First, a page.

Wikimedia’s response to the “Heartbleed” security vulnerability

Logo for the Heartbleed bug

On April 7th, a widespread issue in a central component of Internet security (OpenSSL) was disclosed. The vulnerability has now been fixed on all Wikimedia wikis. If you only read Wikipedia without creating an account, nothing is required from you. If you have a user account on any Wikimedia wiki, you will need to re-login the next time you use your account.

The issue, called Heartbleed, would allow attackers to gain access to privileged information on any site running a vulnerable version of that software. Wikis hosted by the Wikimedia Foundation were potentially affected by this vulnerability for several hours after it was disclosed. However, we have no evidence of any actual compromise to our systems or our users’ information, and because of the particular way our servers are configured, it would have been very difficult for an attacker to exploit the vulnerability in order to harvest users’ wiki passwords.

After we were made aware of the issue, we began upgrading all of our systems with patched versions of the software in question. We then began replacing critical user-facing SSL certificates and resetting all user session tokens. See the full timeline of our response below.

All logged-in users send a secret session token with each request to the site. If a nefarious person were able to intercept that token, they could impersonate other users. Resetting the tokens for all users has the benefit of making all users reconnect to our servers using the updated and fixed version of the OpenSSL software, thus removing this potential attack.

We recommend changing your password as a standard precautionary measure, but we do not currently intend to enforce a password change for all users. Again, there has been no evidence that Wikimedia Foundation users were targeted by this attack, but we want all of our users to be as safe as possible.

Thank you for your understanding and patience.

Greg Grossmeier, on behalf of the WMF Operations and Platform teams

Timeline of Wikimedia’s response

(Times are in UTC)

April 7th:

April 8th:

April 9th:

April 10th:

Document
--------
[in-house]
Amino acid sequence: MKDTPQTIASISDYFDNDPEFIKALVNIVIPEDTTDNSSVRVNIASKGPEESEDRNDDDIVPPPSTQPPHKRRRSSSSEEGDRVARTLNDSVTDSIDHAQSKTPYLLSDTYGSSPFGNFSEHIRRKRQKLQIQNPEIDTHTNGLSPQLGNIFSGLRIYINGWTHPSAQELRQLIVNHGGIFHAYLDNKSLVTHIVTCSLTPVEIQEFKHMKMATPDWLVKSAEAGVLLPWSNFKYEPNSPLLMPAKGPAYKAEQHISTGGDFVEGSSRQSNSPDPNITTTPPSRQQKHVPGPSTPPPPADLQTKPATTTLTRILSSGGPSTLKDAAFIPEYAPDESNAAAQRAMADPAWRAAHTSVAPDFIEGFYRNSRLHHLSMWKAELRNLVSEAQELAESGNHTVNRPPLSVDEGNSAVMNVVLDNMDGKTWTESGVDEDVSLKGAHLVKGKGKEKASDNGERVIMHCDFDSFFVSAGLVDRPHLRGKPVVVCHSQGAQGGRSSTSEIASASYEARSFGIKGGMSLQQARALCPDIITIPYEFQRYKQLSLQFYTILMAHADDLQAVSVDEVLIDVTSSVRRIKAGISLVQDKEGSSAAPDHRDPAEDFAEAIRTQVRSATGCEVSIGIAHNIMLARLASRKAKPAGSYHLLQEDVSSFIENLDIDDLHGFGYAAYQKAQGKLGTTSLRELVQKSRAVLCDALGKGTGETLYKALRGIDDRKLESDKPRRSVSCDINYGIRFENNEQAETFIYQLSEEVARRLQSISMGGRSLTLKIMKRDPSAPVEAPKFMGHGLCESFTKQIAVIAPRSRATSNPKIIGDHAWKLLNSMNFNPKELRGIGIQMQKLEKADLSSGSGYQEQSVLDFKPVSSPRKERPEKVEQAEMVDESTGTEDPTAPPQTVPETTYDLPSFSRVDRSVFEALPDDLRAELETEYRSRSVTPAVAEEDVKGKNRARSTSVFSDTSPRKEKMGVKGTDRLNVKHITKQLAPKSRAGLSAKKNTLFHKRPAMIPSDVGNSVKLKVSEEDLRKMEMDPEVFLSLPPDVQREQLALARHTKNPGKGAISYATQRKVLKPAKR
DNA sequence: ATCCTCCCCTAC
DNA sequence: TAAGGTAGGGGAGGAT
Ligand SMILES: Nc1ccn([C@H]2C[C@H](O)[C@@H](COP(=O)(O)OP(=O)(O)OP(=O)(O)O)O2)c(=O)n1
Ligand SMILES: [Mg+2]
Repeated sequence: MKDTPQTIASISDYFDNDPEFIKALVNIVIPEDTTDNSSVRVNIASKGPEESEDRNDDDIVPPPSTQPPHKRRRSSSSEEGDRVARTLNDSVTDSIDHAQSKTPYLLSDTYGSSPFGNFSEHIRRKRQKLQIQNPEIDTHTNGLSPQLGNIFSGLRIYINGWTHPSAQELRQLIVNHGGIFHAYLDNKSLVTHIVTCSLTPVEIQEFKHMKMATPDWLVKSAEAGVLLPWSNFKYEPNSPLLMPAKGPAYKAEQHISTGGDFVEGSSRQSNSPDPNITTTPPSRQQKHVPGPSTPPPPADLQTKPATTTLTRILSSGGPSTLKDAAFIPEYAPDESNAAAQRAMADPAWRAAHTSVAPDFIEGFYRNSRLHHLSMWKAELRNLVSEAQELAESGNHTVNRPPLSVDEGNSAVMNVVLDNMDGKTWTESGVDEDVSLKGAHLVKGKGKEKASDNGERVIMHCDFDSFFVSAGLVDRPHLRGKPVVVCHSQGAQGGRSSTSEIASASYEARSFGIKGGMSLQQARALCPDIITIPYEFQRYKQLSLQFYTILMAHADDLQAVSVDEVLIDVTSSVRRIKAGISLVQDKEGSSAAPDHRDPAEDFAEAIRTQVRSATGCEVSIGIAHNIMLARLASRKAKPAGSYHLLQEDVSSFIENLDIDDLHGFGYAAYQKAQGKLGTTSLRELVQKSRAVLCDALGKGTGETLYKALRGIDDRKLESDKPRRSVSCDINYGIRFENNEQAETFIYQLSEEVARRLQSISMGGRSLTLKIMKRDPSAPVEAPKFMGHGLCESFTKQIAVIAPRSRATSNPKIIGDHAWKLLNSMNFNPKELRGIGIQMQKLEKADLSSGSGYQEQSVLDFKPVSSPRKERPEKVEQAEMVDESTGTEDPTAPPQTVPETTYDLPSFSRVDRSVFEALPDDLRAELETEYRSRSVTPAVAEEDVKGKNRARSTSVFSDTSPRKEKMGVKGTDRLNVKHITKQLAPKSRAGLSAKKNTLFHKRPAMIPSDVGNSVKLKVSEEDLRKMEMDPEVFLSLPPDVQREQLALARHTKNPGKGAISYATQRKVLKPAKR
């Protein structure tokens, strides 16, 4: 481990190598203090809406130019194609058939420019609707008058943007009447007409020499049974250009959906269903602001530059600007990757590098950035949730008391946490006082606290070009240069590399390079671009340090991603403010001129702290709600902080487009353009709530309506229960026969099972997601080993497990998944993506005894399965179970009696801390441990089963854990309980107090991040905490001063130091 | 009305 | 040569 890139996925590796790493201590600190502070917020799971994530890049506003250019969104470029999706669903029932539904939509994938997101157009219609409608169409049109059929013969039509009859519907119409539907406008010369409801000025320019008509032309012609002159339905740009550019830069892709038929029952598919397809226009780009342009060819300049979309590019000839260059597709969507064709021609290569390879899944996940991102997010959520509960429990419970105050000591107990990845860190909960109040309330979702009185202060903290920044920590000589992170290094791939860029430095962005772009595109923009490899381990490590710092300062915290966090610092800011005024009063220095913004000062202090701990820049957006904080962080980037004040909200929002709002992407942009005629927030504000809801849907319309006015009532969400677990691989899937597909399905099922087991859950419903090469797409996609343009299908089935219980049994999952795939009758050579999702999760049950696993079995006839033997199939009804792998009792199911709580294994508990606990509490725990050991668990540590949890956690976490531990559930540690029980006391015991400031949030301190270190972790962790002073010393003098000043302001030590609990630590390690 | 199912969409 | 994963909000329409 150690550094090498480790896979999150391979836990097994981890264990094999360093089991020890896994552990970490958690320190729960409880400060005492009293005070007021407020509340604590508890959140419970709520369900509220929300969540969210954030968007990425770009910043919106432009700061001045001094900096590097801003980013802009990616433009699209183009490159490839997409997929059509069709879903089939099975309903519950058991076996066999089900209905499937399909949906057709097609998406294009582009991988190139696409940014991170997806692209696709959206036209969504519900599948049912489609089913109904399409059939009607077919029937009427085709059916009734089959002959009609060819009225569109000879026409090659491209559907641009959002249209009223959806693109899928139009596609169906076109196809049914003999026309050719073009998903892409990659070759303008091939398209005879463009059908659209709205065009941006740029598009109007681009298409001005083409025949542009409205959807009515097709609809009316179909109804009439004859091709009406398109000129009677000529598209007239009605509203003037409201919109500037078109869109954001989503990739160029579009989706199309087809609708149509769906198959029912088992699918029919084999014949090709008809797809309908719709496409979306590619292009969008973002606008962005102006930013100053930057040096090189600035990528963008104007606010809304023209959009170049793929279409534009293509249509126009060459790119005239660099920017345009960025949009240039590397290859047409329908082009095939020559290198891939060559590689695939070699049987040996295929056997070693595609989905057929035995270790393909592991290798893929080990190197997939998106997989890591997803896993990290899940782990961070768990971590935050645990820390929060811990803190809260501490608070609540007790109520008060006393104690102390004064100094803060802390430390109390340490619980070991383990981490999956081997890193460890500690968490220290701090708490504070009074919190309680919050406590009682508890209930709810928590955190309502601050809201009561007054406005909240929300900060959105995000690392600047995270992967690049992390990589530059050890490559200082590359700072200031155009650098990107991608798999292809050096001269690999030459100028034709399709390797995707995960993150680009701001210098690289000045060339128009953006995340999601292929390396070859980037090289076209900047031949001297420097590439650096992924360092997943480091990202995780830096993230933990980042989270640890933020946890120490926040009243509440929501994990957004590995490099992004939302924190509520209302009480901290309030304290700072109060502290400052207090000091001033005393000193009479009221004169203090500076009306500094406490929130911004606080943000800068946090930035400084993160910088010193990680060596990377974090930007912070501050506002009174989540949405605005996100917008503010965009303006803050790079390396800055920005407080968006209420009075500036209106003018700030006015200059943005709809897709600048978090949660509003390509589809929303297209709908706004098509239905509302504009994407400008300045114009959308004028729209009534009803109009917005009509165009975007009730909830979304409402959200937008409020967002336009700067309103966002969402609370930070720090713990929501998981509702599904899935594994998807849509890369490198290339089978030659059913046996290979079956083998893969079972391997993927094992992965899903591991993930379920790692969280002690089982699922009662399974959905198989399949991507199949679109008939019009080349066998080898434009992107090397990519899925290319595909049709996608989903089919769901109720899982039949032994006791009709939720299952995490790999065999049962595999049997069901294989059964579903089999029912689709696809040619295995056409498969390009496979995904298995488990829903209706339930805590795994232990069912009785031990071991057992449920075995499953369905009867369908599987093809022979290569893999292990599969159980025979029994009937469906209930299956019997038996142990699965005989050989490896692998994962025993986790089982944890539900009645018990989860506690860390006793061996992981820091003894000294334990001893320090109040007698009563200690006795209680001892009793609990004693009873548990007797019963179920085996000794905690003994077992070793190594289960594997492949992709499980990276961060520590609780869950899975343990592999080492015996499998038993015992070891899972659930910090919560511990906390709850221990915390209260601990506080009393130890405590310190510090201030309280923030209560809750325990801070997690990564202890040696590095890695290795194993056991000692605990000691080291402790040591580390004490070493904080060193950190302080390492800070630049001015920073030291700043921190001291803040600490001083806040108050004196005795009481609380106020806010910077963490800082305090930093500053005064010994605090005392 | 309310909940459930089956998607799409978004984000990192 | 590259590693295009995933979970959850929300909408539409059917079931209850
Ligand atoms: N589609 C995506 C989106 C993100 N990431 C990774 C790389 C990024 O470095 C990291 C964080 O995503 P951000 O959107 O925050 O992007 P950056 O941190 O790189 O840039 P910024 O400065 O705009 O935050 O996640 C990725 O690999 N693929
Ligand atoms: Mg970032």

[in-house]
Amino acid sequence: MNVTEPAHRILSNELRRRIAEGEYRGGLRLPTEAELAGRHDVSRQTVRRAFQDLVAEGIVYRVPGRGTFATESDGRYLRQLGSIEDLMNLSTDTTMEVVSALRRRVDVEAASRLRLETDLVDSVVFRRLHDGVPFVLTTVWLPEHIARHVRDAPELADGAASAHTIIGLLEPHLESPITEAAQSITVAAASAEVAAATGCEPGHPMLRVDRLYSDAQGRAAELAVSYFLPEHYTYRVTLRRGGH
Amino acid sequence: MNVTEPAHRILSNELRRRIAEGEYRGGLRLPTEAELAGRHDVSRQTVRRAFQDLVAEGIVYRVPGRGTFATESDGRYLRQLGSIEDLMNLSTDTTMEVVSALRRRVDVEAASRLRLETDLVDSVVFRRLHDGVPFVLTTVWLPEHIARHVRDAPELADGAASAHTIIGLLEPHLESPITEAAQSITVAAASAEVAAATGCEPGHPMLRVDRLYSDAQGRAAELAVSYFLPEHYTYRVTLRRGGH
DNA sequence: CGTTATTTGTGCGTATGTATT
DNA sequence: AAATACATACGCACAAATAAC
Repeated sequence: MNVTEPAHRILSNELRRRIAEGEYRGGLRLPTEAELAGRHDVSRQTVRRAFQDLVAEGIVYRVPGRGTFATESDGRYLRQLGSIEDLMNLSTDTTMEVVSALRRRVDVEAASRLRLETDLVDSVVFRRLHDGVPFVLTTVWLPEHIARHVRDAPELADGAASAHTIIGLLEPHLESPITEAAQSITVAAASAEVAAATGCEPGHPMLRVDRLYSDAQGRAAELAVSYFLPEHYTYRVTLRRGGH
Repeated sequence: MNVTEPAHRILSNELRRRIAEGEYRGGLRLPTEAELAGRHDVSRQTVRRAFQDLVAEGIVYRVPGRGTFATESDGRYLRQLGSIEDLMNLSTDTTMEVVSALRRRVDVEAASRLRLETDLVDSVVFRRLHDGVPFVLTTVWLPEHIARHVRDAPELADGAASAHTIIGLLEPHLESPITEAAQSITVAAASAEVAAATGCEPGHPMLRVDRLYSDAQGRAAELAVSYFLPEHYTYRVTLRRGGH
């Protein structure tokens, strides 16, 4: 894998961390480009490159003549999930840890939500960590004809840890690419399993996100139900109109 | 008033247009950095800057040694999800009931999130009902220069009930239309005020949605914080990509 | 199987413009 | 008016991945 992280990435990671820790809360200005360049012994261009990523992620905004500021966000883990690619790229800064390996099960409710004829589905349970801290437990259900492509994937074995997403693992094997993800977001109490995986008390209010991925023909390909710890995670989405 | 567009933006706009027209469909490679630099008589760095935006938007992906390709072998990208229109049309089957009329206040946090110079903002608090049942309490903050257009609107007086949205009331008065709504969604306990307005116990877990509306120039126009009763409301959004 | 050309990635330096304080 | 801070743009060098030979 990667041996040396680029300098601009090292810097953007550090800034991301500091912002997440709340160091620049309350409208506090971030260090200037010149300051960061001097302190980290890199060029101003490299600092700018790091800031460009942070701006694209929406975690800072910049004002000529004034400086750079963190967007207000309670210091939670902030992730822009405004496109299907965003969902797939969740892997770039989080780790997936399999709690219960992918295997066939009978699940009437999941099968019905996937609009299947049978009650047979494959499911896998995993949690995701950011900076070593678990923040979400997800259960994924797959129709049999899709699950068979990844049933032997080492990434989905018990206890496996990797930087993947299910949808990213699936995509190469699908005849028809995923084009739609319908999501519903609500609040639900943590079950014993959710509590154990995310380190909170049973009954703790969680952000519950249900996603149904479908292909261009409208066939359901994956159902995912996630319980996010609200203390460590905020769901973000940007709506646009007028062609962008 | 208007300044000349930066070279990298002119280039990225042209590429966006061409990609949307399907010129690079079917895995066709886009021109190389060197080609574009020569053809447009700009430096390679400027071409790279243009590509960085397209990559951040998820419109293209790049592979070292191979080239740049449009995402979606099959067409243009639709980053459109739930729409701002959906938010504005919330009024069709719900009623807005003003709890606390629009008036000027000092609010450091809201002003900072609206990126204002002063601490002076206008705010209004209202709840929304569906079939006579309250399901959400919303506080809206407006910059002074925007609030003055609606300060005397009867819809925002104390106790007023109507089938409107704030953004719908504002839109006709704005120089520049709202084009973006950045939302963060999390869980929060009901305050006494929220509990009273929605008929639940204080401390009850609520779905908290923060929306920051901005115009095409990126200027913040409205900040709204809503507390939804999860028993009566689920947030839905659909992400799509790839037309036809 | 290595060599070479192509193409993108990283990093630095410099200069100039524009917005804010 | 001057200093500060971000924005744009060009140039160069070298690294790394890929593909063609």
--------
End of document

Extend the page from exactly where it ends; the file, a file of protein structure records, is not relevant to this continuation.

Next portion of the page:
Frequently Asked Questions

(This section will be expanded as needed.)

  • Why hasn’t the “not valid before” date on your SSL certificate changed if you have already replaced it?
    Our SSL certificate provider keeps the original “not valid before” date (sometimes incorrectly referred to as an “issued on” date) in any replaced certificates. This is not an uncommon practice. Aside from looking at the change to the .pem files linked above in the Timeline, the other way of verifying that the replacement took place is to compare the fingerprint of our new certificate with our previous one.

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4 Comments on Wikimedia’s response to the “Heartbleed” security vulnerability

Tilman Bayer 2 years

BTW, the Foundation’s choice not to enforce a password reset for all users (but to revoke session cookies) is supported by this general risk assessment by password security researcher Joseph Bonneau:

For those who are interested in the subject, a while ago Bonneau co-authored a comparative study of password security on large websites, Wikipedia among them: (for that Signpost article, I also interviewed his coauthor who gave some specific recommendations to improve password security on Wikipedia, some of which have since been implemented or are being implemented)

Erik Moeller 2 years

FYI, there’s an attack strategy known as “reverse heartbleed”:

We’ve done an initial assessment and are not aware of any MediaWiki vulnerabilities to this attack strategy, but will continue to investigate.

Frank Schulenburg 2 years

A big thank you to the people on the Ops and Platform teams for their immediate response to this issue. You’re doing an amazing job!

PiRSquared17 2 years

There are numerous news reports and detailed analyses of this bug online, but I will not link them here. The links in this blog post are already great, but here are some more for people very interested in how this was handled and reported to the community (although not nearly as technical):
* (permalink )
* (permalink )
* (confirm fixed)
* Upgraded libssl on deployment-prep Labs (aka [])

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